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Whether you’re a business owner looking for your first business bank account, or just considering a new one, you’ll likely have seen some of the newer banks offering 100% online customer experiences.
Some offer consumer and business accounts, while others are completely focused on business bank accounts. Either way, you’ll probably have some questions about what an online business bank account offers, how they differ from traditional banks, and what the pros and cons are.
What is an online business bank account?
You might be wondering what the big deal is especially if your current bank offers online business accounts. Online-only business bank account providers are fully online, meaning there are no high street branches and you can open and run the account fully from wherever you are.
These banks are sometimes called “challenger banks” as they have been set up to operate differently from traditional banks, challenging them on aspects like customer service, ease of use, and access.
How else does an online bank differ from a traditional bank?
Aside from having no physical presence, online banks typically focus on streamlining the experience for customers, so often you can open accounts very quickly or even on the same day. Paperwork is likely to be digital too, with forms and statements all completed and stored online.
Because there are no physical branches, online banks can be competitively priced and work hard to offer good customer service with 24/7 helplines and support.
Are online business bank accounts safe?
The Financial Services Compensation Scheme (FSCS), which insures deposits in case a bank fails, also covers small businesses, limited companies and charities using online business bank accounts for up to £85,000. Look for the FSCS logo to make sure the bank you’re using is signed up to the FSCS scheme. Not all banks operating in the UK will be signed up, especially those headquartered elsewhere.
But when we’re talking about online banking, there’s another kind of safety to consider, and that’s your own online security. This means ensuring that your passwords are complex and unique, that you don’t use public Wi-Fi networks to access sensitive data, that you log out when using a shared computer, and that you keep your anti-virus software up-to-date. However, these are the same precautions you should take when using any online banking facility, whether a traditional or online bank.
What features will my online business bank account offer?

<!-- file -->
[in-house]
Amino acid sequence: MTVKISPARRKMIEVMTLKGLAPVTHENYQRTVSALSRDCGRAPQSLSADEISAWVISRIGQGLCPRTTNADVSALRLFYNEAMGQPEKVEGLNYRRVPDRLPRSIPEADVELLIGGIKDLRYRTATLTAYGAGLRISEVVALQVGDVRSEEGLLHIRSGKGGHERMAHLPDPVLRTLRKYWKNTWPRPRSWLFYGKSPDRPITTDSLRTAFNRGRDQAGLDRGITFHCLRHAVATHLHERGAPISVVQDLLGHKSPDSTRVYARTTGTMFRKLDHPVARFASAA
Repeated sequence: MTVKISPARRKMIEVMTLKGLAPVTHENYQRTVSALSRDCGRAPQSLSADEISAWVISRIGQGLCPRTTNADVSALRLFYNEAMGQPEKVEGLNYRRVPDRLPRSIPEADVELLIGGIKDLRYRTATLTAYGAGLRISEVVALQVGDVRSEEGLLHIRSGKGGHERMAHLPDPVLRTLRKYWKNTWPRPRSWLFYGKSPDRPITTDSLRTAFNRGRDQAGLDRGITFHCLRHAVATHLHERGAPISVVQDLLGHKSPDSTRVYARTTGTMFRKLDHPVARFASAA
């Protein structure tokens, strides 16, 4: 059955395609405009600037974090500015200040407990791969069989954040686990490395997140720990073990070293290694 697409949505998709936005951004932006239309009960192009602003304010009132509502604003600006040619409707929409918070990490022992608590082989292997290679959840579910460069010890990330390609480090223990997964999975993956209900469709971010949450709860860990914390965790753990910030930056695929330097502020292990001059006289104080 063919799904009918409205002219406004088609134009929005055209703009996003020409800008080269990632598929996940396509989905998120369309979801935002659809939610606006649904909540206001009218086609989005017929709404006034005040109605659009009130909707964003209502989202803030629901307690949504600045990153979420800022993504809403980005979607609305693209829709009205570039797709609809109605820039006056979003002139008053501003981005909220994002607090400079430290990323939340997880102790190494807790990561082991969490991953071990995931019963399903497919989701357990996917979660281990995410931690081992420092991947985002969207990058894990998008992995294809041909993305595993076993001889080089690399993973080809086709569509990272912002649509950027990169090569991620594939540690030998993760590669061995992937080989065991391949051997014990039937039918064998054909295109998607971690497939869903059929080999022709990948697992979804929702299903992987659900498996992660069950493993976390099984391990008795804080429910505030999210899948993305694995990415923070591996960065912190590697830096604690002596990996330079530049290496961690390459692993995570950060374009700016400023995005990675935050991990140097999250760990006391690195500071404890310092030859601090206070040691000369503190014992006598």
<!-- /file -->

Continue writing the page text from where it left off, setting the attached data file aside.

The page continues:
Online business banks may offer extra services or functions that a traditional bank might not. For example, they may offer an invoicing function ‒ some with the ability to customise the look of invoices and to automate chasing invoice payment ‒ receipt storage, mobile cheque deposits, and accountancy software plugins. Some even offer the ability to grant user access to your accountant to smooth your path at tax time.
Many offer the ability to open sub-accounts, making it easy to earmark funds for specific purposes, like tax, a project, to cover holiday leave, and so on. Additionally, some will offer perks like special offers and partnerships, cheaper international transfers, or accounts in other currencies.
Do online business banks charge fees?
Online business banks typically charge fees, although not always. An online account may have a set monthly fee, or you may be charged per transaction. Equally, it could be a free business account.
» MORE: Business bank account charges
What are the pros and cons of an online business bank account?
- Easy and quick to open.
- Enhanced features that many traditional banks don’t offer.
- They can be cheap to run ‒ some offer low or no monthly fees.
- Many offer 24/7 customer support.
- Newer banks may only offer a limited range of services, for example, you may not be able to get a business loan or credit card.
- Sometimes, speaking to someone face-to-face is preferable.
- If your device is lost, stolen or broken you may struggle to gain access to your account.
How do I open an online business bank account?
Opening an online business bank is typically much simpler than opening a traditional business bank account. For most, you just need to prove that you’re registered as a business (some will even help you register with Companies House as part of your application); you’ll also need to prove your identity using an online verification portal. With some banks the process can take as little as 15 minutes.
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